I also like to number the front of the books to identify them easily at a glance. SANS provides PDFs of the books for download, but you need to enter a password each time to open, which can get kind of annoying. Another issue is they don’t offer any tactile memory, where you’re able to remember a topic’s location in the books with your fingers. This saves you lots of time during the exam and lets you practice like you test. What digital books do help with is our third pass, building an index. To do this, you want to open up the sections you tabbed, pulling out keywords that might appear in a test question, using the PDFs to search for any pages they show up in, and save everything in a spreadsheet. In the index put the book and page number in one column, and the keyword and notes in the other column Then color code each cell to match the tab color for the corresponding book and page. Index and tabs go together like almond butter and honey. We can just find the right book, rapid flip to the right section and then get the answer.

I think we have a plan now. These $2 milk jugs are like the best water bottles I’ve used. No leaks, really thick, taste great, and like 20 times cheaper than brand name ones. I wish it was really that easy. Procrastination. Exhaustion. There’s just so much content to get through… Instead of studying like we planned, I spent the whole afternoon listening to Andrew Huberman talking about the science of motivation and drive. Pretty ironic, I know. I have this idea called the “sanctity of space,” where certain rooms are for certain functions and you only perform activities in the rooms meant for them. For instance, kitchen is for food, bathroom is for hygiene. Cooking in the bathroom or using the bathroom in the kitchen would violate this principle. But with all this packing and moving, I’ve been doing everything all in the same room, which is really messing up my flow. If you’re struggling with distractions, the best remedy is elimination. Phones and electronics are the worst space invaders because they’re multi-functional things you can bring anywhere. When you’re studying, take your phone, silence it, airplane mode it, turn it off, put it in a box, and put the box in another room.

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This creates multiple layers of actually checking your phone, since reversing the process is now much more inconvenient. For motivation, you want to build small wins when your energy levels are high. These small wins create enough dopamine in your brain to then take on bigger and bigger tasks. So you can decompose the challenge of reading 5 books down to reading just one. Before reading one book, you might commit to reading just one section first. This way you can mentally construct a motivation ladder that carries you forward rung by rung. But what else am I missing? There’s gotta be some other test-taking tips out there. Since we need all the advice we can get, I decided to reach out to my friend, Jeff McJunkin, for some help. He’s an instructor teaching the SEC560 pentesting and SEC580 Metasploit courses. “My overall strategy tries to emphasize the value of your time as much as possible. Look, the scores aren’t public.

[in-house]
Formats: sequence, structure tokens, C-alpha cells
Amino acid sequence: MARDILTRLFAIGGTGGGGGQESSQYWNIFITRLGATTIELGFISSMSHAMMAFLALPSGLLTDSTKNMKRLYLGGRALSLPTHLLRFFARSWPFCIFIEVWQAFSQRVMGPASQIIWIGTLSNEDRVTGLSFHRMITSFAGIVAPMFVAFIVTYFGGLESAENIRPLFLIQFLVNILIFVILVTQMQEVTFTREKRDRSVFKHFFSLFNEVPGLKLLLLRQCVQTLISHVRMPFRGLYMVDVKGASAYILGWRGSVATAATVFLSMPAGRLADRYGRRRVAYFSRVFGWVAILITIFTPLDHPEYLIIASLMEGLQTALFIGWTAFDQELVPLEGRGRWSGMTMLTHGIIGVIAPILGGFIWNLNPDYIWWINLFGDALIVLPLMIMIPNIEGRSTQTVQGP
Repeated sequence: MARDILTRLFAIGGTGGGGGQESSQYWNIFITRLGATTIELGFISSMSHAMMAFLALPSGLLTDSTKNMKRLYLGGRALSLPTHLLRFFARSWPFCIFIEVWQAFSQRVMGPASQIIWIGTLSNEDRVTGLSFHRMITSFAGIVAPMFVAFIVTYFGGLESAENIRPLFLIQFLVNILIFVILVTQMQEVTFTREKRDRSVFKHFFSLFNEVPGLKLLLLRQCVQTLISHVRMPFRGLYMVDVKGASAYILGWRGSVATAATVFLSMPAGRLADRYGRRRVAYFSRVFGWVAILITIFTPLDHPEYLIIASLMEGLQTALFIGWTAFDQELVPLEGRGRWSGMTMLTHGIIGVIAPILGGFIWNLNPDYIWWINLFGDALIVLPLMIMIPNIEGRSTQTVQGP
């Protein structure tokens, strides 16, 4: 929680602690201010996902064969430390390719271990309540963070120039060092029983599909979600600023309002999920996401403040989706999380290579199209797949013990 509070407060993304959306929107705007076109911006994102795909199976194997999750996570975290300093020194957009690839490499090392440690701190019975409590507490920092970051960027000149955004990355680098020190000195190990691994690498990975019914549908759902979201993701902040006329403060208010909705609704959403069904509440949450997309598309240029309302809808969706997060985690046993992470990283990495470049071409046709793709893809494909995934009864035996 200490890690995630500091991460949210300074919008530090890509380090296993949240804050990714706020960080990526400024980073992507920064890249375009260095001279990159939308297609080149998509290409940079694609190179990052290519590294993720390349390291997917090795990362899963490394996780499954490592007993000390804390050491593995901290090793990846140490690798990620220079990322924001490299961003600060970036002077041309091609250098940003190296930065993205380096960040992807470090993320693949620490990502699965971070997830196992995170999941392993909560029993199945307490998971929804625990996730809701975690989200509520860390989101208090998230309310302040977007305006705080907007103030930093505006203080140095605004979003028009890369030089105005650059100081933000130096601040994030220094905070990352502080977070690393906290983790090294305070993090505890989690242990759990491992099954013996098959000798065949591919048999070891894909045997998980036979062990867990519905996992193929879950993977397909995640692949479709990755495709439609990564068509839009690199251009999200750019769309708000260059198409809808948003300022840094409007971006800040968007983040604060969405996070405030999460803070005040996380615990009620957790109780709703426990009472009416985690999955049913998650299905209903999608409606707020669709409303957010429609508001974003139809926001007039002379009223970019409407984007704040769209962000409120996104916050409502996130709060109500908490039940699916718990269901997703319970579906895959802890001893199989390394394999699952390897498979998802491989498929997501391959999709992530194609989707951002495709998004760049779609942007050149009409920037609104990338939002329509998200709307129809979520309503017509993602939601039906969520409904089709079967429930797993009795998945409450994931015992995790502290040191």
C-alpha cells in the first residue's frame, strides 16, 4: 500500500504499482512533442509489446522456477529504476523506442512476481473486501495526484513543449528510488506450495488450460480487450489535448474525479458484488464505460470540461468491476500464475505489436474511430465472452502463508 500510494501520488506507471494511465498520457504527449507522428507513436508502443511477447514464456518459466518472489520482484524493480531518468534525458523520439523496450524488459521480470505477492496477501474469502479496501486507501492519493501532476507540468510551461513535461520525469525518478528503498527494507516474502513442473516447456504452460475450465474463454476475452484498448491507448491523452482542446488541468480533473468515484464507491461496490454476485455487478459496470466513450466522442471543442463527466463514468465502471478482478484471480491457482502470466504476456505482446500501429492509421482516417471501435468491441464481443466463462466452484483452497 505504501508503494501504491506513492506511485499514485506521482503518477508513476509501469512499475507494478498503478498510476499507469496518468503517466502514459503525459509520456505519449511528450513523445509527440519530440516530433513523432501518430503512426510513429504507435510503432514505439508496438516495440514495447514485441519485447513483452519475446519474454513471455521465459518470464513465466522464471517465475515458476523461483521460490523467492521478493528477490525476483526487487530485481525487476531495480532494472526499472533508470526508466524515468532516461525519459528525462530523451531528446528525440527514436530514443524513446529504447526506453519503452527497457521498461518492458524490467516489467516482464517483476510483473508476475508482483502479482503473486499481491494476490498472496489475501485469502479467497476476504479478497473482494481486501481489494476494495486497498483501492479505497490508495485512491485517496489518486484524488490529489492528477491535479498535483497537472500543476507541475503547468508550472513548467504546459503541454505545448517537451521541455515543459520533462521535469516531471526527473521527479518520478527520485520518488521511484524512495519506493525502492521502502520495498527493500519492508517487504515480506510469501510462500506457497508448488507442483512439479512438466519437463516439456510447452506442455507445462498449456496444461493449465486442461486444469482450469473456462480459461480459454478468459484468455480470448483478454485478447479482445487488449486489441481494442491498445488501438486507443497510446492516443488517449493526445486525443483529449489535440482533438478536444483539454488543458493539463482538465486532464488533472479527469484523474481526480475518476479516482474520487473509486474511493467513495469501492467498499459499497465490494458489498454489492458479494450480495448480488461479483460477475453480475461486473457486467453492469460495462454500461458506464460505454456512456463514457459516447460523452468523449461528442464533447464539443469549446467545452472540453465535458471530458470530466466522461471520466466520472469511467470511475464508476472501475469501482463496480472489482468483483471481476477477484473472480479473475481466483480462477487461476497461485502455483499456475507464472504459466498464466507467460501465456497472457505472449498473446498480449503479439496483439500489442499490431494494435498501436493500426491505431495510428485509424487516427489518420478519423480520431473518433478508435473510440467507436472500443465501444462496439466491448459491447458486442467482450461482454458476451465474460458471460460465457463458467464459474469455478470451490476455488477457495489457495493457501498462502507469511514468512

If you want those letters after your name the difference between 75% and 100% is well, nothing publicly.” I guess he’s right, I don’t need to focus so much on high scores. Some valuable advice he gave me was to build a tracker with the question numbers and desired time remaining to help maintain pace during the test, which has a countdown clock, so you can avoid spending too much time on a single question. The ones you can’t find an answer to quickly can always be skipped, and they’ll show up at the end. You might come across the answer somewhere during another question. The final tip Jeff gave is to maintain a 10% margin of safety above the passing score on the practice tests before taking the real exam. I’m feeling pretty good so far, gonna finish up my final pass, make the time tracker, and start the practice test. Sometimes things just don’t go as planned. Fatigue sets in, you want to give up. You can’t fall asleep at night. Even downloading the course MP3’s for listening gets old. Transcribing the audio is faster than 2x listening, but then we’re just reading more stuff again. There’s only so much your mind can absorb before zoning out. So I just failed my first practice test and it’s super embarrassing What made it worse is I went in feeling unprepared, which is the opposite of where you want to be Fortunately at the end of an exam, SANS gives you a breakdown of the different topics for the course, which gives you an idea of which areas to study more and focus on. For the questions, I recommend you follow a checklist approach which is to first read the question, eliminate obvious wrong choices, narrowing down to two if you can. Read the question again and pick the right answer from the remaining choices. Then double check in the textbooks if time allows. Re-reading the question after elimination should help catch tricky questions and negatives. Another thing to remember is that different exams have a different number of questions and time limits, so you’ll have to double check the course info. For the G triple C, it’s a 2 hour test with 75 questions. That’s about 90 seconds per question, and I need 54 questions right to pass at 71% That 10% margin of safety Jeff recommended puts me at 64 questions. During the test, it can be valuable to tally questions you’re sure of and the ones you’re unsure about. This can help you decide between speed and accuracy during the exam. Between practice tests you should probably take some time off studying and let your mind relax for a day. But I’ve got less than a day left so we’ve gotta do a second one back to back. I don’t know how I managed to pass the second practice test, but just barely… I woke up pretty late, so feeling a bit nervous but I think we’re going to get there just in time. Alright, so we’re here at the testing center red door that just closed. I think we’re ready to take this test. We got our Water, ID… Shoot… where’s the books? Oh my goodness. I LEFT THE BOOKS AT HOME. Wait. This is the last day I have to take it Oh man… So what do you do without books? The secret is to prep more than just a tab and index. Along the way, you should create an outline of the book topics, including definitions, notes, and diagrams. The process helps you learn much more than just reading, saves you time on the exam, and has been my tried and true method to every SANS cert I’ve taken. Scored even better than I would have with the books. This is the story of a cybersecurity student who’s won the battle but lost the war. You see the value of a SANS course isn’t in cramming hours straight for an exam just to get a cert. It’s in taking that new knowledge, bringing it into your workplace, and putting it to practice every single day… Even with a few extra letters behind my name, I’m no better prepared to audit companies against the 20 Critical Security Controls. In the Know, Do, Teach progression, I’m only somewhere here. I’d be much better off learning the controls, building a home lab, and actually implementing them by hand. I’m interested to know your thoughts. Especially those of you who’ve taken a SANS certification. Is it worth cramming for SANS just to get a cert? Would people just starting in cybersecurity be better off learning on their own? Let me know in the comments below! But that’s it for this episode of Cyberpatial If you enjoyed watching this, please consider subscribing and sharing it with friends. I’m Ricky Tan, and I’ll see you soon!